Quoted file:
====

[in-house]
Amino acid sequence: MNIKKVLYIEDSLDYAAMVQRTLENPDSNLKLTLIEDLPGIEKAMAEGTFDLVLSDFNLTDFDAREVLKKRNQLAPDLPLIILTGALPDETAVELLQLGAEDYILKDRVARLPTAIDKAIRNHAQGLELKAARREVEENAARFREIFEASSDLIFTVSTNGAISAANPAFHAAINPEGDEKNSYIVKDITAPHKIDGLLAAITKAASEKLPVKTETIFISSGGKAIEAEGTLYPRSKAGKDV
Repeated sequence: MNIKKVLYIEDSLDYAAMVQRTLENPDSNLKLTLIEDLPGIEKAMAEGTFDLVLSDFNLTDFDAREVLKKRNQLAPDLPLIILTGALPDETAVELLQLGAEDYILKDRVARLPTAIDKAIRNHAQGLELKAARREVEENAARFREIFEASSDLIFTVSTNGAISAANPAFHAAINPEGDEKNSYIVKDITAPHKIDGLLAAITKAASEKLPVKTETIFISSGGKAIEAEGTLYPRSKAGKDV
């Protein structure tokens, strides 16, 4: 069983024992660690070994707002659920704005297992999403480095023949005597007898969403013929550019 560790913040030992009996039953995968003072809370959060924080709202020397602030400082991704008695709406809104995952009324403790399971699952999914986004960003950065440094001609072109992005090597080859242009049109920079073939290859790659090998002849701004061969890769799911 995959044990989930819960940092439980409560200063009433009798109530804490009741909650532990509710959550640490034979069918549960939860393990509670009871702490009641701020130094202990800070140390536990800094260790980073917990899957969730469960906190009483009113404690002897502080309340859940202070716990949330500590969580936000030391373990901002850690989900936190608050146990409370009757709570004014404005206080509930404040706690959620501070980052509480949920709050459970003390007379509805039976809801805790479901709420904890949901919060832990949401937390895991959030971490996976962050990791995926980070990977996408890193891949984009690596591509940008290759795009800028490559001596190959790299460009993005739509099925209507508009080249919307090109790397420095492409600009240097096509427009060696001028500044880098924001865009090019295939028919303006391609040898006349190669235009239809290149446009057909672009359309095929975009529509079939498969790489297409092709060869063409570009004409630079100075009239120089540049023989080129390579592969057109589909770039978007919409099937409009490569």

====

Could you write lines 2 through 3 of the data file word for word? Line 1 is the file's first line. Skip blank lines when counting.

Amino acid sequence: MNIKKVLYIEDSLDYAAMVQRTLENPDSNLKLTLIEDLPGIEKAMAEGTFDLVLSDFNLTDFDAREVLKKRNQLAPDLPLIILTGALPDETAVELLQLGAEDYILKDRVARLPTAIDKAIRNHAQGLELKAARREVEENAARFREIFEASSDLIFTVSTNGAISAANPAFHAAINPEGDEKNSYIVKDITAPHKIDGLLAAITKAASEKLPVKTETIFISSGGKAIEAEGTLYPRSKAGKDV
Repeated sequence: MNIKKVLYIEDSLDYAAMVQRTLENPDSNLKLTLIEDLPGIEKAMAEGTFDLVLSDFNLTDFDAREVLKKRNQLAPDLPLIILTGALPDETAVELLQLGAEDYILKDRVARLPTAIDKAIRNHAQGLELKAARREVEENAARFREIFEASSDLIFTVSTNGAISAANPAFHAAINPEGDEKNSYIVKDITAPHKIDGLLAAITKAASEKLPVKTETIFISSGGKAIEAEGTLYPRSKAGKDV